Market Overview – Morning Express
Market Overview – Morning Express
E-mini S&P (March) / NQ (March)
S&P, yesterday’s close: Settled at 4158.25, down 12.75
NQ, yesterday’s close: Settled at 12,730.00, up 99.00
Fundamentals: A slew of economic data tells us the economy is heating up, and the Atlanta Fed’s GDPNow model for Q1 was revised higher to 2.4% yesterday from 2.2% (as of February 8th). This comes after Retail Sales data yesterday for January confirmed the consumer is not only resilient but strong, with headline coming in at +3.0% m/m, the best in a year, versus +1.8% expected and Core at +2.3% (ex-autos) versus +0.8% expected. One may argue this is a notional amount; people are spending more and getting less due to inflation. We believe this argument has less validity, given we must learn to live in this new inflationary environment. Furthermore, inflation has leveled off in recent months but shows signs of reinvigorating. Of the categories, Department Store Sales soared by 17.5% m/m, after falling -6.5% during the holiday season in December. Right behind it was Eating and Drinking, which jumped by 7.2% m/m after a flat November. The world is different than it was a decade ago, and we have discussed this before; people can buy what they want, when they want, and have it delivered within 24 hours. In this ever-connected, technology-driven world, people now use the Thanksgiving through New Year’s timeframe to finally settle down. Therefore, we believe the slowing economy during that period, which the Fed was credited with, may have actually been arbitrary due to evolution. With people spending at Department Stores, working back in the office, and travel companies citing strong demand, not only is this not the activity of a slowdown, it leads to added spending while out and about. For us, the cherry on top is low credit card delinquencies, as seen in the chart below, an ever-tightening job market, and the early signs of a rebound in housing. Just yesterday, the NAHB Housing Market Index beat expectations at 42 versus 37, signaling decisively less negatively than forecast. Lastly, pundits cite a decrease in the savings rate, but ultimately, it’s the built-up excess savings. Goldman Sachs recently said Americans have spent down about 35% of their extra savings accumulated during the pandemic as of mid-January, and by the end of the year, they will have spent down about 65%.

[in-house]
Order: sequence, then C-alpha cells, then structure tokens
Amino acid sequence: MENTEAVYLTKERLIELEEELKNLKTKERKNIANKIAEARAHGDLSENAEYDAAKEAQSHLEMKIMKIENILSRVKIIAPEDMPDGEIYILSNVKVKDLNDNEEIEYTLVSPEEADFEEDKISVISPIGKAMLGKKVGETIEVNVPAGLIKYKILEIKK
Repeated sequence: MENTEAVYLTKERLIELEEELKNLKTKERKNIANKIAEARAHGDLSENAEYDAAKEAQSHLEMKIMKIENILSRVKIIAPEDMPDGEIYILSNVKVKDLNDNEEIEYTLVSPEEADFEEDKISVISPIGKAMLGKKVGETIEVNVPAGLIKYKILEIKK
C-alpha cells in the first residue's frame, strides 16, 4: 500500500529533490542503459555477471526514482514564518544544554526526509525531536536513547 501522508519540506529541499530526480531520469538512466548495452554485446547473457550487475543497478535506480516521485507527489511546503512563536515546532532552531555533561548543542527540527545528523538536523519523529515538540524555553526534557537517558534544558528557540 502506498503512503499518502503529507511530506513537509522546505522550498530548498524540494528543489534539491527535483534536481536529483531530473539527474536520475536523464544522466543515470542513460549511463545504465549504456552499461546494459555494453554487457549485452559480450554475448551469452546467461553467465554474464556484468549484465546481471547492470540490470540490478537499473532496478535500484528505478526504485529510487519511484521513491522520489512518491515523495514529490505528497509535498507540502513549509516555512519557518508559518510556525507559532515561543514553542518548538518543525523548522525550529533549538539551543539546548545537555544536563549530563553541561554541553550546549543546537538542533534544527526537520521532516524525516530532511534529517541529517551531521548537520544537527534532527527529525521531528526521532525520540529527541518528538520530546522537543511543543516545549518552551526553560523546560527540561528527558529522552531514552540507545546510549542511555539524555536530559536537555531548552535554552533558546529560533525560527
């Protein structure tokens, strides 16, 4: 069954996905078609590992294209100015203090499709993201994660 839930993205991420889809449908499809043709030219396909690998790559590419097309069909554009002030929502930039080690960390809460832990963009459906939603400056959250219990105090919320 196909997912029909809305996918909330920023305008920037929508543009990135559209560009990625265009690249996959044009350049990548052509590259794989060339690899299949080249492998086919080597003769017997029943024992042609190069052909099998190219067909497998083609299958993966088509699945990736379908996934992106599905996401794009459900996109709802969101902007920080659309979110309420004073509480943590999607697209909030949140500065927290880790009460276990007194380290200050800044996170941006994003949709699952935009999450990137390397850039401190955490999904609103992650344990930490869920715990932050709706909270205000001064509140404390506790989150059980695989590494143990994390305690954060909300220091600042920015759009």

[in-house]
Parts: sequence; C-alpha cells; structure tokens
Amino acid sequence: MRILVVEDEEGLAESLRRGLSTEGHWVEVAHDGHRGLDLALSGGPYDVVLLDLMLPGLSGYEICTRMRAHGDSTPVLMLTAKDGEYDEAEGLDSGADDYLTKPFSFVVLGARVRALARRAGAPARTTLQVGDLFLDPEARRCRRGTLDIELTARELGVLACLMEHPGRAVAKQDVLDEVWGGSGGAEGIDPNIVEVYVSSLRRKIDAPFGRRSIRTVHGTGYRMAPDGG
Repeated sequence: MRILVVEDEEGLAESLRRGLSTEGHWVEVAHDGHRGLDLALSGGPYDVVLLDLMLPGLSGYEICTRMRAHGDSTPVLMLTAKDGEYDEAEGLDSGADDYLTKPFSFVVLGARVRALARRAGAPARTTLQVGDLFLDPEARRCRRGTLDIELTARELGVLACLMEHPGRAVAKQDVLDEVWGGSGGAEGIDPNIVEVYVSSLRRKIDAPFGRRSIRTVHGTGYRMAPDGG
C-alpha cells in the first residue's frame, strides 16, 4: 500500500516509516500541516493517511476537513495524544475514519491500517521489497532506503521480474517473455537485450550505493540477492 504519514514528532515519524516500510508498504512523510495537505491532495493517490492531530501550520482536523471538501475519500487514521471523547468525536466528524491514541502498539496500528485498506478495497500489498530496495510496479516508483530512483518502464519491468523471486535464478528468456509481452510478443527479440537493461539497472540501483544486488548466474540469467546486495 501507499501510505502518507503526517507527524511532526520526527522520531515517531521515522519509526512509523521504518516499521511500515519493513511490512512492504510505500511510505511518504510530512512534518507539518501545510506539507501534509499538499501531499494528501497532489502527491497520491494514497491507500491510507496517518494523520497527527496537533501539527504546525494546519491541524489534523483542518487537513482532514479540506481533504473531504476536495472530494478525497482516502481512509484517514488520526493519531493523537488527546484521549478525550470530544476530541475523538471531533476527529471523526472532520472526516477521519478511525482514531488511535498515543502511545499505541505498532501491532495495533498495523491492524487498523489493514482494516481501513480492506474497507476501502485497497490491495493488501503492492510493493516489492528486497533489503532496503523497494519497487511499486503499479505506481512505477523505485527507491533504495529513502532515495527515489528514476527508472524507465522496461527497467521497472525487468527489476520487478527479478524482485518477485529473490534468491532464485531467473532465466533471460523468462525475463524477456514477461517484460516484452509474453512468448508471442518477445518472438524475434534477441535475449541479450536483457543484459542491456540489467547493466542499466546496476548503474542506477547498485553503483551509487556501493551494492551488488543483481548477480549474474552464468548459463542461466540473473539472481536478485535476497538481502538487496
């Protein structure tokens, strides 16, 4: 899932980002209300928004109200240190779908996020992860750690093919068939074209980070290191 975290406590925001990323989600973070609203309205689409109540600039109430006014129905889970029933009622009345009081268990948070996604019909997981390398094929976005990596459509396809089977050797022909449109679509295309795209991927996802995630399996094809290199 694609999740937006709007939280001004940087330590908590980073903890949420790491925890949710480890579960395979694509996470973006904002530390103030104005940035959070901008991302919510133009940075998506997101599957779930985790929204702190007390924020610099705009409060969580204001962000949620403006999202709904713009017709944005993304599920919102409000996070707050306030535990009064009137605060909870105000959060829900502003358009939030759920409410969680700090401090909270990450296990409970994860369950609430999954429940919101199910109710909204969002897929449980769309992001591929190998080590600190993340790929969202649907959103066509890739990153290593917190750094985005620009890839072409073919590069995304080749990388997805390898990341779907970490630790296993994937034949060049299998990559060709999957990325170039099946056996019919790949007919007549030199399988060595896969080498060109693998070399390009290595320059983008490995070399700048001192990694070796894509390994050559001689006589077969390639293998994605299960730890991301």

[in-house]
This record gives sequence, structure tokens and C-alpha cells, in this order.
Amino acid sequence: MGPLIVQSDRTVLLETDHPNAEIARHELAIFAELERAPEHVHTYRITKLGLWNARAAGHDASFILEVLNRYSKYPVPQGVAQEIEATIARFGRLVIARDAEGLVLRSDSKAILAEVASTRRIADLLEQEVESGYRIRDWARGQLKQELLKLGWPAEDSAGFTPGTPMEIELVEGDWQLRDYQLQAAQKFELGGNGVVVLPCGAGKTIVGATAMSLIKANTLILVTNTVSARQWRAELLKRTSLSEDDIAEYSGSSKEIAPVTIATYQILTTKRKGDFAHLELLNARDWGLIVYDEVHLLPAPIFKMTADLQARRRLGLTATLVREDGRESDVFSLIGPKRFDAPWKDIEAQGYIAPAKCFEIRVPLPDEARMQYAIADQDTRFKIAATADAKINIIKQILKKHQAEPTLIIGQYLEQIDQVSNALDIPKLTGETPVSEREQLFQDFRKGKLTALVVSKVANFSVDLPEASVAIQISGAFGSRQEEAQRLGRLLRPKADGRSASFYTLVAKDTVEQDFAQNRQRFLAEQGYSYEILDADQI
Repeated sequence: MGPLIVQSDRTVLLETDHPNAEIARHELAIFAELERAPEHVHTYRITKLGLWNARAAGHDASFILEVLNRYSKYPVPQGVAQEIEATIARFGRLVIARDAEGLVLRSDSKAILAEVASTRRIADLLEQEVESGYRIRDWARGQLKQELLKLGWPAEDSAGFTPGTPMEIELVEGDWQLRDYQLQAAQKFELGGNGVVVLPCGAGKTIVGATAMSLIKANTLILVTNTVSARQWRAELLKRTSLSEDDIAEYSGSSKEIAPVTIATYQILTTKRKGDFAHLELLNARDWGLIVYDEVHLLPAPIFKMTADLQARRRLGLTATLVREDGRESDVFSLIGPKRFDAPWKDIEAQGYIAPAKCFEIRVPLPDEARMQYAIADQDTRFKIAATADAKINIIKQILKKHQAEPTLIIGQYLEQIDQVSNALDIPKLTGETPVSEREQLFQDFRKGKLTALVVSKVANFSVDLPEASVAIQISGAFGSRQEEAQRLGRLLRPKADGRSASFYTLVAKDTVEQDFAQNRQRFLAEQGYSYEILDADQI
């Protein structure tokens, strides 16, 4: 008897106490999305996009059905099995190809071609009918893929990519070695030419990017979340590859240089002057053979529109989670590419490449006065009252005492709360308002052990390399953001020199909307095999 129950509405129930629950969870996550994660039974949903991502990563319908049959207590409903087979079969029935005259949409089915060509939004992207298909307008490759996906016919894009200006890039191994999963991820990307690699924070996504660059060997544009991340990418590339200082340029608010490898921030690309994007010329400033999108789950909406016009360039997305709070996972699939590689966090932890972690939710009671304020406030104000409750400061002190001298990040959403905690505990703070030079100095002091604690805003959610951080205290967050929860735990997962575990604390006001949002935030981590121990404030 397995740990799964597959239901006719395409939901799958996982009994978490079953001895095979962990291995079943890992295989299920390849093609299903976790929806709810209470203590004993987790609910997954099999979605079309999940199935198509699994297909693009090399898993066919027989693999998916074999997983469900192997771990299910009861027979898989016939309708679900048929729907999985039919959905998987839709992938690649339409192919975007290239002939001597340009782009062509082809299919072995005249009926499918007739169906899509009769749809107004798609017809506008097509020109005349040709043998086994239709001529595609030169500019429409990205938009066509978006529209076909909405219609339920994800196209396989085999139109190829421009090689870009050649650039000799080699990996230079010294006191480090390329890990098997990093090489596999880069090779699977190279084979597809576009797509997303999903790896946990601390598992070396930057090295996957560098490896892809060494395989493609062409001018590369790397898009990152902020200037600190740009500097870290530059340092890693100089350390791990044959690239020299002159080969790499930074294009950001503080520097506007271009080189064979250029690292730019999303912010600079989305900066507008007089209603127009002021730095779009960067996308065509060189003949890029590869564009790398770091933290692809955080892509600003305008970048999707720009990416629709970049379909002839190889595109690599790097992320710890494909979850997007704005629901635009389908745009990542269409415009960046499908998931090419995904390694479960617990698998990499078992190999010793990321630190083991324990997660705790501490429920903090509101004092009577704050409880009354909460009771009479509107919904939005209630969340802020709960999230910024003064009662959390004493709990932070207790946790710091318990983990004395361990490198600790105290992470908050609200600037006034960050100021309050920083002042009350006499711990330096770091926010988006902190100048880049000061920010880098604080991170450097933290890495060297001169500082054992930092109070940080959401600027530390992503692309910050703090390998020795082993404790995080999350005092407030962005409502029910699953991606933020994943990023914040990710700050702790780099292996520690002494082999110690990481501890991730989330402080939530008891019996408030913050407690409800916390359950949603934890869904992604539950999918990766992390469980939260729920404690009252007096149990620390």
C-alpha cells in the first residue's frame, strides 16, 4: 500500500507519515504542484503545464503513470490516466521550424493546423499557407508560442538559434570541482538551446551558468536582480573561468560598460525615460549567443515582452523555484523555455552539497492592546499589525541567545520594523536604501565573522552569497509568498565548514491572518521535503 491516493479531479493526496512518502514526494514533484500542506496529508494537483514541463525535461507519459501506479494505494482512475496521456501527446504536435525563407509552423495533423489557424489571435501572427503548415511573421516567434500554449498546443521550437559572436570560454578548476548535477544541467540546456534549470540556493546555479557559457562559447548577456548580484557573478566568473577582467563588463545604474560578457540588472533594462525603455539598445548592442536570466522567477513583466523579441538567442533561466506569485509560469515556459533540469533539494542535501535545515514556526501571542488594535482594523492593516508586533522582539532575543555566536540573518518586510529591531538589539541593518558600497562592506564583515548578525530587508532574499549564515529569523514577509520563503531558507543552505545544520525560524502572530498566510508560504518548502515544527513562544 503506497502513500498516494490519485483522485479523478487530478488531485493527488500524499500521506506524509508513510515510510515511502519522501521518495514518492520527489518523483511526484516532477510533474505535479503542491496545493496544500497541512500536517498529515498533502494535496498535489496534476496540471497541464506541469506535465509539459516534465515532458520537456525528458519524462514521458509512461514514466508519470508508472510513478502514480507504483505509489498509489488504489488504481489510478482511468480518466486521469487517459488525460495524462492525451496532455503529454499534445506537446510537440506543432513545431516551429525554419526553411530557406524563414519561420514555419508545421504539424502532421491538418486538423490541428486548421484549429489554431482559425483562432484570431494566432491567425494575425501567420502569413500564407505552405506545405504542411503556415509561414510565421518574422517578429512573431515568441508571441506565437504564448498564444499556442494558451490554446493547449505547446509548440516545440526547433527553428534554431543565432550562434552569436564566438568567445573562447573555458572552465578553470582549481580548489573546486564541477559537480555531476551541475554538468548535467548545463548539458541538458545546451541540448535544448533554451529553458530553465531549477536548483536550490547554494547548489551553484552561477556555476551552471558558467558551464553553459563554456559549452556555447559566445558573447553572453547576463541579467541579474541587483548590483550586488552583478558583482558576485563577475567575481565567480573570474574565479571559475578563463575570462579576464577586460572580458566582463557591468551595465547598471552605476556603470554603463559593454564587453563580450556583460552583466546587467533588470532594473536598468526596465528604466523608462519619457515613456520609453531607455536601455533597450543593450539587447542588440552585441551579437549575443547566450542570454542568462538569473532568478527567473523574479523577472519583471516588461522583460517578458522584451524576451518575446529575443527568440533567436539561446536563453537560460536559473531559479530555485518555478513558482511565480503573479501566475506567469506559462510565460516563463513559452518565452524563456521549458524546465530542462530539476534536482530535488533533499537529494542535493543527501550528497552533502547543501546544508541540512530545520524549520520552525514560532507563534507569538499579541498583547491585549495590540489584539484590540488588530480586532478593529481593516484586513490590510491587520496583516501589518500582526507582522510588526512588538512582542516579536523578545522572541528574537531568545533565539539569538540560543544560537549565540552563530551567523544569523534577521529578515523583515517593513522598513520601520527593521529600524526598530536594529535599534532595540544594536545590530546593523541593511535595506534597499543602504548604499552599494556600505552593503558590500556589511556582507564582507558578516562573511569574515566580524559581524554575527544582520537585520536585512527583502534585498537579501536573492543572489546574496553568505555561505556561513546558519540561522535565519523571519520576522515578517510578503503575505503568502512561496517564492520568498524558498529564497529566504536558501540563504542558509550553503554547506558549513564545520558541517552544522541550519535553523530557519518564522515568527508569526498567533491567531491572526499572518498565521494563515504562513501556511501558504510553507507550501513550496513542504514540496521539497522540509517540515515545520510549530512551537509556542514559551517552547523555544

Today brings more data to digest at 7:30 am CT. At the forefront is PPI, and producer prices are a leading indicator for consumer prices. U.S. PPI for January is expected to cool y/y with headline slipping to 5.4% from 6.2% and Core to 4.9% from 5.5%. However, m/m is expected to rebound to +0.4% and 0.3%, respectively. Weekly Initial Jobless Claims have been watched closely for any queues the labor market is beginning to loosen. The report two weeks ago hit the lowest level since last April at 183k, but last week picked up to 196k. Today is expected at 200k, a level we use to judge strength or weakness. Fresh Philly Fed is also due and on the heels of better NY Empire State Manufacturing. It is expected at -7.4, though a worsening, it would be the best level in five months. Rounding out the morning deluge is January Building Permits.
We then get a barrage of Fed speak. Cleveland Fed President Mester at 7:45 am CT, St. Louis Fed President Bullard at 12:30 pm CT, Fed Governor Cook at 3:00 pm CT, and others who may not be listed on schedule.